The day David Moyes was sacked by Manchester United was a long one for the reporters covering the story.
Most of them were outside the training ground at Carrington before 7 a.m. One was there so early they saw Moyes drive into work before 5:30 a.m.
By 6 p.m.—after a day of phone calls and filing copy—most of the press pack, and the pundits asked to give their insight, were shattered. They were sick of hearing the words Manchester, United and Moyes.
But speaking to one United academy coach late on that decisive day, it was clear very quickly he was still full of enthusiasm.
Not because Moyes had been sacked. Not especially because Ryan Giggs had been placed in charge, either. No. Because of what it meant for some of the club's young players. In particular, James Wilson.
See, this coach already knew what the world discovered on Tuesday night. That Wilson, still only 18, has a chance to make the grade at Old Trafford.
There was genuine excitement in his voice while he spoke about the striker, born in Biddulph in Staffordshire. A player, he said, who is better than Wayne Rooney and Adnan Januzaj at the same age. It was quite a compliment.
So was the praise of Wilson's blistering pace, finishing ability and tireless work-rate, qualities that have ensured regular watchers of academy games have known about him for a while.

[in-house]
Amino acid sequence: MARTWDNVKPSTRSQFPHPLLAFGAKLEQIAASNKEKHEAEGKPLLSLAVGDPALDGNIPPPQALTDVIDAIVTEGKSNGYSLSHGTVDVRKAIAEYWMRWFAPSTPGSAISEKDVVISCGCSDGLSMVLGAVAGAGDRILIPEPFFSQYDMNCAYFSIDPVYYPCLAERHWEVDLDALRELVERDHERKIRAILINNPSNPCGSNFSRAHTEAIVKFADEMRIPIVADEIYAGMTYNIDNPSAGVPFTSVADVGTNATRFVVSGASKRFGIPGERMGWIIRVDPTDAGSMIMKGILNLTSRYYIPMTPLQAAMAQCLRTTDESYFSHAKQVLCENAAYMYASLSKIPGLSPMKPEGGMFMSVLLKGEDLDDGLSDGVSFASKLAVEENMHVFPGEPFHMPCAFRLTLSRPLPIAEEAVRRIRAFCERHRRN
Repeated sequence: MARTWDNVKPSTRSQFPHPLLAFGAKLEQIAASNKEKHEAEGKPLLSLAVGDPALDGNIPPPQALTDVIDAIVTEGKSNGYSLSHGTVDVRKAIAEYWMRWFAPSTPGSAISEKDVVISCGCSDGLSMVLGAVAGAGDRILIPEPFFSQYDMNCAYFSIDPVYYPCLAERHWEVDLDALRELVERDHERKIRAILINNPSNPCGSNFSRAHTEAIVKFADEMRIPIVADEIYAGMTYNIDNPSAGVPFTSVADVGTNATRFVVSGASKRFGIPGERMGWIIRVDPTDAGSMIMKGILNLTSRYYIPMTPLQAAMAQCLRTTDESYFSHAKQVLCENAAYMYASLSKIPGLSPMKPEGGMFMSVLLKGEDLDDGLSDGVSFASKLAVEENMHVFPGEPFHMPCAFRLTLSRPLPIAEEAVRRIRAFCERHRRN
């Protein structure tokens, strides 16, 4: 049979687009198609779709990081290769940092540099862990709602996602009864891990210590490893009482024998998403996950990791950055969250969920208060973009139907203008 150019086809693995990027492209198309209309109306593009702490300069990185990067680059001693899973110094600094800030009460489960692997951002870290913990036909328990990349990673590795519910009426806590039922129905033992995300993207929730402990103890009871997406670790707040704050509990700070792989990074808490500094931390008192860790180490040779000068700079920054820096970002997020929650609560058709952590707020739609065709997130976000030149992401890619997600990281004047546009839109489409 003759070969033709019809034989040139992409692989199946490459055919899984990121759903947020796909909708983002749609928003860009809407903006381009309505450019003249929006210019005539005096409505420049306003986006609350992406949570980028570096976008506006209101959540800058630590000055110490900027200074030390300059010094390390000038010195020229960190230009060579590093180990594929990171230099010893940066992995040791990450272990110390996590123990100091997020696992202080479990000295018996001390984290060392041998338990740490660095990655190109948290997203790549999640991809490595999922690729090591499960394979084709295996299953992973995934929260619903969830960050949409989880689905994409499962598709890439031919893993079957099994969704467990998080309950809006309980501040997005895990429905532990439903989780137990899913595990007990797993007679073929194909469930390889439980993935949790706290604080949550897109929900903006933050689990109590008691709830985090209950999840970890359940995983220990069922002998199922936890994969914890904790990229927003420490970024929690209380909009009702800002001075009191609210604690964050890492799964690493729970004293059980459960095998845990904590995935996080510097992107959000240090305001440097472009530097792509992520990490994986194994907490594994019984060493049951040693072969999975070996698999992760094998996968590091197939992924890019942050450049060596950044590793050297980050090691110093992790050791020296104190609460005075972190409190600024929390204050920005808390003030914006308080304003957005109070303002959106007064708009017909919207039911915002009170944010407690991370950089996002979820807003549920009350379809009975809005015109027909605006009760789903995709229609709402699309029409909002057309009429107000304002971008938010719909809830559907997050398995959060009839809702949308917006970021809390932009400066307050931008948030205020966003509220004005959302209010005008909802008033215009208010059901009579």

After two goals on his debut against Hull this week, he's not a secret anymore.
By he end of the game the United fans were singing "Wilson for England". Perhaps not just yet. But it was a debut that left Old Trafford wondering what else is possible.
Caretaker manager Giggs, who made his debut as a 17-year-old 23 years ago, knows all about the pressures of being a starlet.
But speaking on the pitch after the game, even he had seen enough to be convinced he had just witnessed a small bit of United's future.
I'd like to say keep supporting us, you have seen a little glimpse of the future, this is what this club is about, we never stand still, we give youth a chance as we try and play attractive football.
We might not always win but keep supporting us and come back soon.
If United had been chasing the Premier League title this week, Wilson wouldn't have got his big chance against Hull. It is one positive to come from a disastrous season.
It is the state of flux at Old Trafford that gave Giggs the chance to play Wilson and 20-year-old Tom Lawrence on Tuesday night. But it also means the pair will have to impress a new manager next season just like the rest of the squad.
Louis van Gaal does at least have a track record or promoting youth. And Wilson will hope he can add his name to a list that already includes Patrick Kluivert, Clarence Seedorf, Edgar Davids, Michael Reiziger, Thomas Muller, Holger Badstuber and David Alaba, if the Dutchman is given the job.
He's got a long way to before he reaches that level. But he couldn't have wished for a better start.
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